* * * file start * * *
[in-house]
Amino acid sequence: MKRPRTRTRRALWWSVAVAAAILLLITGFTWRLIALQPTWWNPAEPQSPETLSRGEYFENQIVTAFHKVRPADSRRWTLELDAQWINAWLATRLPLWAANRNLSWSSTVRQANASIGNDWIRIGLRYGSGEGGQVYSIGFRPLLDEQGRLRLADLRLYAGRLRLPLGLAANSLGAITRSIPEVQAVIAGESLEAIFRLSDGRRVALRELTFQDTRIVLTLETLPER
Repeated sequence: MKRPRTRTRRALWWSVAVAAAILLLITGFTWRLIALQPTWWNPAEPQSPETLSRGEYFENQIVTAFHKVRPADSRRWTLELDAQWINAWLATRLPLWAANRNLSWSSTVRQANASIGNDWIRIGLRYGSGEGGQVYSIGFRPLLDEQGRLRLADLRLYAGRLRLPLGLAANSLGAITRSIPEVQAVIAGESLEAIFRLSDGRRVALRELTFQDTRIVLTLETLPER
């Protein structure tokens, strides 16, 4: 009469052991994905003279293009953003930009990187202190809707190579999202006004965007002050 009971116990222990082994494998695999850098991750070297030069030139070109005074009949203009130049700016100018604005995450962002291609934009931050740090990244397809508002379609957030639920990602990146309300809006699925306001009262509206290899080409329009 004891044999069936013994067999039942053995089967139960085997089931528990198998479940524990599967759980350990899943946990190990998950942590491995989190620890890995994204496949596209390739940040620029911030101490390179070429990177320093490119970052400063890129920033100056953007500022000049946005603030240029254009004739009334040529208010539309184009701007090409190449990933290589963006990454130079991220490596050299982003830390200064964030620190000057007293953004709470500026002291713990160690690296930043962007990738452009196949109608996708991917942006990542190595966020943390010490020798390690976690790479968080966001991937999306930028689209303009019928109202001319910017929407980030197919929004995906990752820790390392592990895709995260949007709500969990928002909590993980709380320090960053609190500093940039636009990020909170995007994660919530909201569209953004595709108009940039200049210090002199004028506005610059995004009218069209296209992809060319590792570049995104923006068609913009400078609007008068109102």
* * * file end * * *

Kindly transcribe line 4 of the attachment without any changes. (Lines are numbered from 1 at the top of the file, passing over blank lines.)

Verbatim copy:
């Protein structure tokens, strides 16, 4: 009469052991994905003279293009953003930009990187202190809707190579999202006004965007002050 009971116990222990082994494998695999850098991750070297030069030139070109005074009949203009130049700016100018604005995450962002291609934009931050740090990244397809508002379609957030639920990602990146309300809006699925306001009262509206290899080409329009 004891044999069936013994067999039942053995089967139960085997089931528990198998479940524990599967759980350990899943946990190990998950942590491995989190620890890995994204496949596209390739940040620029911030101490390179070429990177320093490119970052400063890129920033100056953007500022000049946005603030240029254009004739009334040529208010539309184009701007090409190449990933290589963006990454130079991220490596050299982003830390200064964030620190000057007293953004709470500026002291713990160690690296930043962007990738452009196949109608996708991917942006990542190595966020943390010490020798390690976690790479968080966001991937999306930028689209303009019928109202001319910017929407980030197919929004995906990752820790390392592990895709995260949007709500969990928002909590993980709380320090960053609190500093940039636009990020909170995007994660919530909201569209953004595709108009940039200049210090002199004028506005610059995004009218069209296209992809060319590792570049995104923006068609913009400078609007008068109102």